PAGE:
People have lived in this Fintry valley for thousands of years. The earliest signs of settlement might be at the Bronze age, up to 4,000 years ago. A cairn at Todholes, standing stones at Waterhead hidden deep in the woods and hut circles all are evidence of early Fintry folk.
Carron Valley and Endrick
A drought across the whole of Britain in 1933-34 caused huge alarm. There was 70% less rainfall. Permission was given to raise the safe yield of water from 5.25 million gallons per day to 17.5 million gallons, in the Falkirk and Stirling areas. This required building the largest artificial impounding reservoir of its time in Britain: The Carron Valley Reservoir.
Culcreuch Castle dates back to 1296, when it was built by Maurice Galbraith. Parts of its present building date from the 13th century. Around 1320 Maurice Galbraith began the Galbraith family connection at Culcreuch and so it has been known as the Clan Galbraith Family Seat ever since.
The castles named here may not all technically lie within today’s parish or electoral boundary, but in earlier centuries these boundaries and estates have moved many times and so Fintry can lay claim to and take pride in them all.
They are: Dunbeg Motte, Culcreuch Castle, Fintry Castle, Sir John de Graham’s Castle, Balgair Castle, Balglass Castle.
Over hundreds of years, whoever was the Laird of Culcreuch was also owner and landlord of a large swathe of farms in the Endrick valley. On 19th October 1922 it was all auctioned off in The Albert Hall, Stirling, following the death of Sir Walter Menzies MP.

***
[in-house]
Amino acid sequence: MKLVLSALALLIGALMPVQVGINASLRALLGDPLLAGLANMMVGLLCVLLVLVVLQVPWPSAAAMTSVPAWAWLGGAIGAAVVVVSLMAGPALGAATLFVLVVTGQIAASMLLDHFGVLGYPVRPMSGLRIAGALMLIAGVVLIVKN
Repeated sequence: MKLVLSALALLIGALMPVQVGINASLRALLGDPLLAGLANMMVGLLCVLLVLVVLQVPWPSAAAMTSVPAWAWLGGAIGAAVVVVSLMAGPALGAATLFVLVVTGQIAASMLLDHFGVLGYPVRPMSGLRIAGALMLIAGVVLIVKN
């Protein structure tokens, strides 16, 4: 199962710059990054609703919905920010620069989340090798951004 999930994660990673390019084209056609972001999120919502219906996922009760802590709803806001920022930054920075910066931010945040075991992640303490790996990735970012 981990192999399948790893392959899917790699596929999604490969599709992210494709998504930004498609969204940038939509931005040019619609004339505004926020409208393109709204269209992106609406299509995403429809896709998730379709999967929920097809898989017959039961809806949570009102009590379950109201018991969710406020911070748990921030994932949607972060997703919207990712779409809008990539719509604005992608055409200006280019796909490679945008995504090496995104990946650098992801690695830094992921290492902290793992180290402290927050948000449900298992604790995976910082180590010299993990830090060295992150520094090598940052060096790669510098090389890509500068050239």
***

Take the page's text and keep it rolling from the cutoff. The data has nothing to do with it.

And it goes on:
Sports, Fairs, Windfarms
Find out about the one of the largest ancient fairs in Scotland. Who are Fintry DevelopmentTrust? When did the Sports Club start? The opening of Fintry Outdoor Bowling.
Without a doubt, it is the Church that created our original true community. But the one sure thing we can claim is that the formal unifier of this valley will be the Kirk. People have been gathering to worship on the site of the present church for over 800 years!
Astonishingly there were 6 different schools in the area over the centuries, including a Girls’ School opposite the Menzies Hall.
Fintry Cotton Mill
The original Fintry village was around the Church area or Clachan of Fintry. Fintry was formed where it is today as the Newton (or new town) of Fintry, when the mill arrived.
Alexander Spiers bought Culcreuch castle for £15,000 in 1769 and gave it to his son, Peter, who began the plan to build a new Fintry.
Between 1770 and 1800 Spiers invested in huge changes for Fintry. The spinning and weaving mill was erected.
Inns, Shops, Leisure, Population
A remarkable youth hostel now long gone, a 9 hole golf course also with no trace, the population boom that fizzled out, disappearing pubs and shops all tell the tale of Fintry now completely changed.
The Edmond Family
There have been Edmonds going back for over 500 years in Fintry. A will for Patrick Edmond, of Netherglinns is stored in the Mormon Salt Lake City archives. It is dated 1548 and Patrick was most likely Fintry born in the 1400s.
Hugh Edmond MBE
Hugh Edmond is a founder member and Treasurer of Fintry Museum Society, and the Fintry Museum is named the Edmond Gallery in tribute to him.
Hugh has been a Fintry lad all his days and is the last in his family still living here after over 500 years of a continuous Fintry family line. There is no other known Fintronian, present nor ever in the past, who can make the same claim.
Fintry Roll of Honour
When the Great War broke out on 4th August 1914 the population of Fintry was 280. Over the next four years 56 men and boys from the community volunteered. Forty-four survived – but twelve did not return to Fintry.
Lots more when you click, but 6 from the top left clockwise are: John Napier, Jimmy Logan, Tom Johnston MP, Right Hon Julian Smith MP, Sir Daniel Macnee, David Bowie.
Fintry Clubs Societies Groups
This is not an exhaustive list! It simply shows the diversity of activities over the years.